Senators Present Bipartisan Gun Safety Bill
WASHINGTON – A group of Republicans and Democrats in the Senate released Tuesday a compromise law intended to keep firearms out of the hands of dangerous people, and take a substantial step to break a years-long stalemate in Congress over tackling gun violence.
While the legislation falls short of the sweeping gun control measures Democrats have demanded, if passed, it would represent the most significant move in decades to overhaul the country’s gun laws.
The 80-page bill would improve background checks, giving authorities up to 10 business days to review the youth and mental health records of gun buyers under the age of 21, and pump federal dollars to help states implement so-called red flag laws. , which allow authorities to temporarily confiscate weapons from people deemed dangerous. The measure would also, for the first time, see serious dating partners included in a federal law that prohibits domestic violence from purchasing firearms.
The senators also agreed to provide millions of dollars to expand mental health resources in communities and schools, in addition to funds spent on improving school safety. In addition, the legislation would tighten penalties for those who evade licensing requirements or make illegal “straw” purchases, buy guns and then sell them to people who are not allowed to buy guns.
The Senate is expected to pass the legislation Tuesday evening, with lawmakers hoping to pass it before a scheduled July 4 recess. With the framework publicly supported by 10 Republicans and 10 Democrats, as well as President Biden and Senator Minority Leader Mitch McConnell, the measure appeared to have enough support to pass the 60-vote threshold needed to move forward in the election. equally divided room. But aides warned that the details would be crucial in determining the final vote.
Both Senate leaders quickly expressed support for the legislation. McConnell called it “a common sense package of popular steps that will help make these horrific incidents less likely while fully respecting the Second Amendment rights of law-abiding citizens.”
Majority leader New York Senator Chuck Schumer promised to proceed with a quick test vote on the package. “This bipartisan gun safety legislation is progress and will save lives,” he said. “Although it’s not all we want”† this legislation is urgently needed.”
The flurry of negotiations was sparked by two mass shootings in the past two months: a massacre at an elementary school in Uvalde, Texas, which killed 19 children and two teachers, and a racist attack that killed 10 black people in a Buffalo supermarket. Human devastation brought the issue of gun violence back to the forefront on Capitol Hill, where years of efforts to enact gun restrictions in the wake of such attacks have failed amid Republican opposition.
Since announcing their agreement on a bipartisan outline less than two weeks ago, chief negotiators—Senators Christopher S. Murphy of Connecticut and Kyrsten Sinema of Arizona, both Democrats, and John Cornyn of Texas and Thom Tillis of North Carolina, both Republicans have spent hours working out the details and toiling to keep their fragile coalition together.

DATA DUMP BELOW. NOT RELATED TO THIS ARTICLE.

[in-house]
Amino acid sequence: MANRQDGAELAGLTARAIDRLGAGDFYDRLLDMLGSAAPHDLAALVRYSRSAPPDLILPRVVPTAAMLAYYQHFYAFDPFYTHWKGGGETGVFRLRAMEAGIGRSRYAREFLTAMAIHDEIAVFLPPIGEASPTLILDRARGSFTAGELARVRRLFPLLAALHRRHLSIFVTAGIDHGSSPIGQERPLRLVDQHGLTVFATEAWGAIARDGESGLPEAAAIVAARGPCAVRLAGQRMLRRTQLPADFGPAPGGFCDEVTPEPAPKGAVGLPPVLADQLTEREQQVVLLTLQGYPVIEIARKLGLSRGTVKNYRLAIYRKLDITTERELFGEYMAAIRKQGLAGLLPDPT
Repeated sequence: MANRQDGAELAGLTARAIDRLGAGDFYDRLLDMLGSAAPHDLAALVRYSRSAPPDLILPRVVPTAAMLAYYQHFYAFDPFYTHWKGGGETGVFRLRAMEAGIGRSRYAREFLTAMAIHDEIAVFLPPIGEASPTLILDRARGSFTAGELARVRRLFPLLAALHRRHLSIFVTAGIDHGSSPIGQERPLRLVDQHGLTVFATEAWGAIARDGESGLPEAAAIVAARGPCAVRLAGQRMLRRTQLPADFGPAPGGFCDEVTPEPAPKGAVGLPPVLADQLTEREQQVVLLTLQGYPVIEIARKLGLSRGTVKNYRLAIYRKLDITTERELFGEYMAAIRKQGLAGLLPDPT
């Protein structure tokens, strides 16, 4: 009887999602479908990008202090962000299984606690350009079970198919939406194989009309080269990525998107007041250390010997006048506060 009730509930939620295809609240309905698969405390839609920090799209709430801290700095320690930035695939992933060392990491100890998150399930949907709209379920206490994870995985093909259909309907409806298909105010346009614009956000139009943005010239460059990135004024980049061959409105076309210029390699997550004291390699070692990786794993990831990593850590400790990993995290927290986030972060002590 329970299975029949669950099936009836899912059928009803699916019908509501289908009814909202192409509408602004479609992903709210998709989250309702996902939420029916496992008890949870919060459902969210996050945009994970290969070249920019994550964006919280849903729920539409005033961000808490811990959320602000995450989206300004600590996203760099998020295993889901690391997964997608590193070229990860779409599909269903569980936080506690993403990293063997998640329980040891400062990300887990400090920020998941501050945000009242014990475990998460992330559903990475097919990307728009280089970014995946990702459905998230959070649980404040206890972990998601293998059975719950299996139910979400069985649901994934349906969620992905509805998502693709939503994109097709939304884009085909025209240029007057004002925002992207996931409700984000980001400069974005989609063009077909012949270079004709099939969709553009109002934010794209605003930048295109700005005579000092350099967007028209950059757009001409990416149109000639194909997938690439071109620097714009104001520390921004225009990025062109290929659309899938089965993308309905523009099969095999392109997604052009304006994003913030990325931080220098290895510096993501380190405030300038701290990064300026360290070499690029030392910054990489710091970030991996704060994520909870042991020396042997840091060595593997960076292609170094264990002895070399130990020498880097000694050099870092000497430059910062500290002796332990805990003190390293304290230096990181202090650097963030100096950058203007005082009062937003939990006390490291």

“The negotiations have clearly been difficult, but they have been incredibly productive and meaningful,” Mr Murphy said Tuesday ahead of the legislation’s publication. “And you know, I’m proud of where we’re coming from.”
Over the past week, however, talks have repeatedly wavered to the brink of failure as lawmakers struggled during nightly meetings and phone calls on how to translate their outline into legal text. The group spent the three-day weekend negotiating the details of the measure.
“It’s been insanely slow for everyone, but I think we’re ready,” said Mr. Cornyn, on his way to an evening meeting of Republican leaders.
Two provisions proved particularly frustrating in the final days of negotiations: whether to free up funds to implement red flag laws to states that do not have such laws, and how precisely to define a friend or intimate partner, as lawmakers tried to close what has come to be known as the ‘boyfriend loophole’. Current law only prohibits domestic abusers who have married or lived with the victim, or had a child with them, from purchasing a firearm.
The negotiators agreed on dating partners convicted of a felony regaining the right to buy a gun after five years, provided they were first-time offenders and found not guilty of any other violent crime or misdemeanor, Mr. . Cornyn on the Senate Floor.
And lawmakers agreed to give states access to federal funds to either implement red flag laws or enact what Mr. Cornyn described as “crisis intervention programs.”
“Under this bill, any state will be able to use significant new federal dollars to expand their programs to try to stop dangerous people, people who are contemplating mass murder or suicide, from accessing the weapons with which they can commit that crime,” he said. Mr. Murphy in a speech on the Senate floor.
The path to President Biden’s office remains rocky. Republicans on and around Capitol Hill have expressed dismay at the measure’s scope, and Texas Republicans have booed Cornyn and proceeded to formally “reprimand” him and eight other Republicans for their role in the negotiations. And some Democrats, particularly in the House, where they have passed much more ambitious gun reform legislation, have expressed unease at the idea of ”hardening up” schools or stigmatizing mental health issues.
Arms security activists praised the agreement, even if it fell short of many of their goals.
“This bipartisan legislation meets the most important test: It will save lives,” John Feinblatt, president of Everytown for Gun Safety, said in a statement. “We are now one big step closer to breaking the 26-year blockade that has blocked congressional actions to protect Americans from gun violence.”